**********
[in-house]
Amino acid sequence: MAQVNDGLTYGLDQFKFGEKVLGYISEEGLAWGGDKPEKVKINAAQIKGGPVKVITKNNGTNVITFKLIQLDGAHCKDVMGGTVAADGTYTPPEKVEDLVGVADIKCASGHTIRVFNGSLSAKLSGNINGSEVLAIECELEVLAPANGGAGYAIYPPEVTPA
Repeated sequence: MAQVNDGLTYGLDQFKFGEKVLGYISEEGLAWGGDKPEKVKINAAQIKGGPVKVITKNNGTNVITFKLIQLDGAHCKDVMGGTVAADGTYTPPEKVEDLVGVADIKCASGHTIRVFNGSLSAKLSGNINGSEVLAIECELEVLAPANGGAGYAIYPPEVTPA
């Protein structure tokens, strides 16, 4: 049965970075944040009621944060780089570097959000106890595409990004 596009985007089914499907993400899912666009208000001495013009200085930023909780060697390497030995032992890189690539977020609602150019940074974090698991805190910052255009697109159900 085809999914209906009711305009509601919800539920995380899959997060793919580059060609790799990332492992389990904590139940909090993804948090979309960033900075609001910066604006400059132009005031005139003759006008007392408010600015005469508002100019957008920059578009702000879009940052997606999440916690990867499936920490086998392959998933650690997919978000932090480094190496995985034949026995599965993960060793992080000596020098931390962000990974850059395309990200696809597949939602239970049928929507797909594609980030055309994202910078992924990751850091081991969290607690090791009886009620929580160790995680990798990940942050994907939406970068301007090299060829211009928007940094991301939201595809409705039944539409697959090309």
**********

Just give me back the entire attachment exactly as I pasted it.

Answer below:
[in-house]
Amino acid sequence: MAQVNDGLTYGLDQFKFGEKVLGYISEEGLAWGGDKPEKVKINAAQIKGGPVKVITKNNGTNVITFKLIQLDGAHCKDVMGGTVAADGTYTPPEKVEDLVGVADIKCASGHTIRVFNGSLSAKLSGNINGSEVLAIECELEVLAPANGGAGYAIYPPEVTPA
Repeated sequence: MAQVNDGLTYGLDQFKFGEKVLGYISEEGLAWGGDKPEKVKINAAQIKGGPVKVITKNNGTNVITFKLIQLDGAHCKDVMGGTVAADGTYTPPEKVEDLVGVADIKCASGHTIRVFNGSLSAKLSGNINGSEVLAIECELEVLAPANGGAGYAIYPPEVTPA
């Protein structure tokens, strides 16, 4: 049965970075944040009621944060780089570097959000106890595409990004 596009985007089914499907993400899912666009208000001495013009200085930023909780060697390497030995032992890189690539977020609602150019940074974090698991805190910052255009697109159900 085809999914209906009711305009509601919800539920995380899959997060793919580059060609790799990332492992389990904590139940909090993804948090979309960033900075609001910066604006400059132009005031005139003759006008007392408010600015005469508002100019957008920059578009702000879009940052997606999440916690990867499936920490086998392959998933650690997919978000932090480094190496995985034949026995599965993960060793992080000596020098931390962000990974850059395309990200696809597949939602239970049928929507797909594609980030055309994202910078992924990751850091081991969290607690090791009886009620929580160790995680990798990940942050994907939406970068301007090299060829211009928007940094991301939201595809409705039944539409697959090309």